However, for modest valve voltages, (a few hundred volts), electrons travel at only a small fraction of the speed of light So if a group of electrons is to “ride an electro-magnetic wave” like a surfer, and the electrons cannot be made to travel at Mega-volt speeds, the wave has to be slowed down. Producing a “slow wave structure ” and a longitudinal electric field for the input signal can be performed in a single step by a suitable spiral or helix of wire.
Electric field can be imagined as the “force field” which exists between opposite electric charges. i.e. the field “flows” from positive to negative fixed charges. If a negative charge were to be placed between these fixed charges it would be pushed from the negative charge towards the charge positive. An electrical signal on a transmission line, can be thought of as a succession of alternate charges, (positive and negative), with accompanying electric fields travelling along the transmission line, (assumed to be in a vacuum), at the speed of light. A simple representation of a snapshot in time of this situation is shown in figure 3.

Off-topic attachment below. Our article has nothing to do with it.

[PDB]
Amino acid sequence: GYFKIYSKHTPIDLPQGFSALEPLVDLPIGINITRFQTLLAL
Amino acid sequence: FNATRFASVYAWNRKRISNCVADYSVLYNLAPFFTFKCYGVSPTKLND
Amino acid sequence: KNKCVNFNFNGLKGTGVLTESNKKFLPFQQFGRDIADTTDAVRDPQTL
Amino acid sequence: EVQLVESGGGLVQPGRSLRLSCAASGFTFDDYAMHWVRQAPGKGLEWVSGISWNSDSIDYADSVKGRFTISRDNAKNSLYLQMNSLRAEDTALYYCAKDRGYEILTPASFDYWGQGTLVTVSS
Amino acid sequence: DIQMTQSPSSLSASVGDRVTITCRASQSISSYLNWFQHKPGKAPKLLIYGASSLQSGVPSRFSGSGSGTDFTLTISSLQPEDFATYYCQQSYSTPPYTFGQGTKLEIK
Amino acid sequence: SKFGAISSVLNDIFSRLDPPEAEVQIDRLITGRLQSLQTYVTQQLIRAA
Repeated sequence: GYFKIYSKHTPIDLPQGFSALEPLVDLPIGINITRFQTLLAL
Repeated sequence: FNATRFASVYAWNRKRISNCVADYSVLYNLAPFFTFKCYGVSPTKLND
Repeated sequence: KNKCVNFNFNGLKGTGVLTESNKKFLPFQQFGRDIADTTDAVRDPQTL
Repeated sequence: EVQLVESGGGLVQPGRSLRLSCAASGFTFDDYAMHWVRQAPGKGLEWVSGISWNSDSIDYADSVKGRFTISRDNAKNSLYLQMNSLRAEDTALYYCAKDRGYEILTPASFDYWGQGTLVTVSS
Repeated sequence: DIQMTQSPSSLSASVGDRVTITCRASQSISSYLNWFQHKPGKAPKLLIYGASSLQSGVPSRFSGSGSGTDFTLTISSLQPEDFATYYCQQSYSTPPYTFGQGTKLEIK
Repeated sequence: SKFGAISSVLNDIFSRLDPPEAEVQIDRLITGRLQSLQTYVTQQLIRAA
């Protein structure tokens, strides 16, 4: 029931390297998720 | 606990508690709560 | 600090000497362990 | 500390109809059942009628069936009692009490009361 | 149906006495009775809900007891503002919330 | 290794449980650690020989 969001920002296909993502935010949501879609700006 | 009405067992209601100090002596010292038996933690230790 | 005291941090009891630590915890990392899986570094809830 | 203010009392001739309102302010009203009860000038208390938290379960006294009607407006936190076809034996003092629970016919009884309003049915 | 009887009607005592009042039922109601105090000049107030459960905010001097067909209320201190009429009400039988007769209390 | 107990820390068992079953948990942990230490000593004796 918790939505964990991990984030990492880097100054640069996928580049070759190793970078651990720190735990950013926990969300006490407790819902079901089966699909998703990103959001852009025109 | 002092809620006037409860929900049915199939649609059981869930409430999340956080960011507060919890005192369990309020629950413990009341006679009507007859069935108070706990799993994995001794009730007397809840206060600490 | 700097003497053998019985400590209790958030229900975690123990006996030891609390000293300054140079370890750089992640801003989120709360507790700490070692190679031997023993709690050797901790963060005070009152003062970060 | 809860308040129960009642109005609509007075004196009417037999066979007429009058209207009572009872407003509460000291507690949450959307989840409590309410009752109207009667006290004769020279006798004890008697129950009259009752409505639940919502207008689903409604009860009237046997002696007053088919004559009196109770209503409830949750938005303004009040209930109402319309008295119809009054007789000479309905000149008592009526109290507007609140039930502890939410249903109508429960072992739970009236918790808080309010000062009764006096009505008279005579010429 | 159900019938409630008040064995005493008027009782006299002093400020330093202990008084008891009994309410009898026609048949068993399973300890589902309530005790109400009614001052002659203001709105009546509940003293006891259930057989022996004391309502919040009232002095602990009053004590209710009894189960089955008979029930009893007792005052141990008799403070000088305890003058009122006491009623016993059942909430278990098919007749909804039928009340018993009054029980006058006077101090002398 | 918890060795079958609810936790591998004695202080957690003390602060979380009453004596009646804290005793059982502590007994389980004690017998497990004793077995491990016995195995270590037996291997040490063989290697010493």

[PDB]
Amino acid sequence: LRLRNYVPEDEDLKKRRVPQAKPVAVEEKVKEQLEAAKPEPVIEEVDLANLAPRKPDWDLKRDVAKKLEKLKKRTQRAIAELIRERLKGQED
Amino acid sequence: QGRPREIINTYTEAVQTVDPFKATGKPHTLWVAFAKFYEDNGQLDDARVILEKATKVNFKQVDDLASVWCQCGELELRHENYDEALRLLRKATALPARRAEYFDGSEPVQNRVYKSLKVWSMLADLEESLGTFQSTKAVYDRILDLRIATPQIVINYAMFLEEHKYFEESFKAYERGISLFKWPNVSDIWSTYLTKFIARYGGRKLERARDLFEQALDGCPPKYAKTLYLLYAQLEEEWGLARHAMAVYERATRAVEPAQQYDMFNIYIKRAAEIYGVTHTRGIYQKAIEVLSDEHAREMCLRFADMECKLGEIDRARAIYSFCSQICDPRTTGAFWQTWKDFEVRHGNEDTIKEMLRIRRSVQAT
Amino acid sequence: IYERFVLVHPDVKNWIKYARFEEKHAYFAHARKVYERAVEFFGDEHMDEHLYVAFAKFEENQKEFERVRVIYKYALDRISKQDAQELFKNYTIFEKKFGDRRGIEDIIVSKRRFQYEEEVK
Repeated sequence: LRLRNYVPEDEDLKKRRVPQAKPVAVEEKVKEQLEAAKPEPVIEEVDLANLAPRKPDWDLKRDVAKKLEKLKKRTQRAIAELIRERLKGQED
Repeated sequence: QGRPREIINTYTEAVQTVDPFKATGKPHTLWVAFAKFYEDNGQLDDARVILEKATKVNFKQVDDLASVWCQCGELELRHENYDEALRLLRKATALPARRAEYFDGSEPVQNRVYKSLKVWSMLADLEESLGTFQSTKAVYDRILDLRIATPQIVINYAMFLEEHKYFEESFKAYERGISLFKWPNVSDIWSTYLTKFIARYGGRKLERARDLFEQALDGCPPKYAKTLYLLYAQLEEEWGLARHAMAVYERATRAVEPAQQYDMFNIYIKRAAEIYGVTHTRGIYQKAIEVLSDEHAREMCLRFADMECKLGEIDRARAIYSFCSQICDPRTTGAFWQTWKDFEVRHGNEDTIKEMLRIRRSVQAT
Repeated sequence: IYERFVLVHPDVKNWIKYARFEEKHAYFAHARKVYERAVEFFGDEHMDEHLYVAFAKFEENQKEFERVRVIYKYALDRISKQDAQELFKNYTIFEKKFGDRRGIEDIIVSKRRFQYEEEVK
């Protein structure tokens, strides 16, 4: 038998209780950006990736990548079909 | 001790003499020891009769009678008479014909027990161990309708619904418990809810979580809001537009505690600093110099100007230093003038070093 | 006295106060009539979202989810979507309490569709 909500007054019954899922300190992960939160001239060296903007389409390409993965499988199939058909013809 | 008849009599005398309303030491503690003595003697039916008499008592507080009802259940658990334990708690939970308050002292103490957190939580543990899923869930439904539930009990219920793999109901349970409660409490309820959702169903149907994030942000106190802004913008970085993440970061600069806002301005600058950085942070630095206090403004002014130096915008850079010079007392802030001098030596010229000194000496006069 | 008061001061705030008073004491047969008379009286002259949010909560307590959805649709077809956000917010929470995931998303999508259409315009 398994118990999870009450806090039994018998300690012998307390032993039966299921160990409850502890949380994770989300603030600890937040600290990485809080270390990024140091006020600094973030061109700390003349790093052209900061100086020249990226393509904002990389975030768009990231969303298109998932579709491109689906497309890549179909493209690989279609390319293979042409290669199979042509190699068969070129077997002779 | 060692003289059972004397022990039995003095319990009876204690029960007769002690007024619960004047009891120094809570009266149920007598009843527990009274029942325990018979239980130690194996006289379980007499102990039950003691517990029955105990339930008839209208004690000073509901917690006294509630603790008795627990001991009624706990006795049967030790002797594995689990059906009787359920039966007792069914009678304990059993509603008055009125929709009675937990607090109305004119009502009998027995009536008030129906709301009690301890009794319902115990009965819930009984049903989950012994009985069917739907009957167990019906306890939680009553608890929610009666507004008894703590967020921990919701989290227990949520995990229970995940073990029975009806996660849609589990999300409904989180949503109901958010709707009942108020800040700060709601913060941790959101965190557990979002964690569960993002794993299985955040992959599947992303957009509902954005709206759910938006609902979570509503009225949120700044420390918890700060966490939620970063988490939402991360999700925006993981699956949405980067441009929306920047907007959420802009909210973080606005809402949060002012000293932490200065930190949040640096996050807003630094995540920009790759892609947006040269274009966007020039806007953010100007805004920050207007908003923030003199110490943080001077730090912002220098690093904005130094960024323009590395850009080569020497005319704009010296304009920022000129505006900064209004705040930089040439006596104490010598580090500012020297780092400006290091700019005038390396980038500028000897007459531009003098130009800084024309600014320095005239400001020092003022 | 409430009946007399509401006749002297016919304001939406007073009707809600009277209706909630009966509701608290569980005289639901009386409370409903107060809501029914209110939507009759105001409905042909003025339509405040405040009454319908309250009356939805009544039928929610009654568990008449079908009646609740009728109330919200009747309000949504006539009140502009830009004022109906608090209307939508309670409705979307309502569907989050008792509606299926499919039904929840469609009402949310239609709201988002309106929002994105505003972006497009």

If the helix is so dimensioned that the signal, travelling at the speed of light along the wire forming the helix, has advanced 180 degree in phase between adjacent turns, then identical points on adjacent turns will be in anti-phase. Some of the electric field lines between adjacent turns of the helix will have a longitudinal direction coinciding with that of the electron beam as indicated by the arrow in figure 4.
It is these longitudinal field lines which accelerate or decelerate the electrons causing velocity modulation which causes them to bunch. Rather like the intermediate cavities of a multi-klystron amplifier, the electrons are shepherded into and kept in a sine wave form. The amplitude of the bunching grows with distance, as does the electric field caused by the bunching, resulting in the signal current growing in the helical wire until it is output at the far end of the tube by a similar transition to that at the input end. Several other mechanisms are employed to keep the process stable and to enable the TWT to amplify over a reasonable band width but these are the basic mechanisms.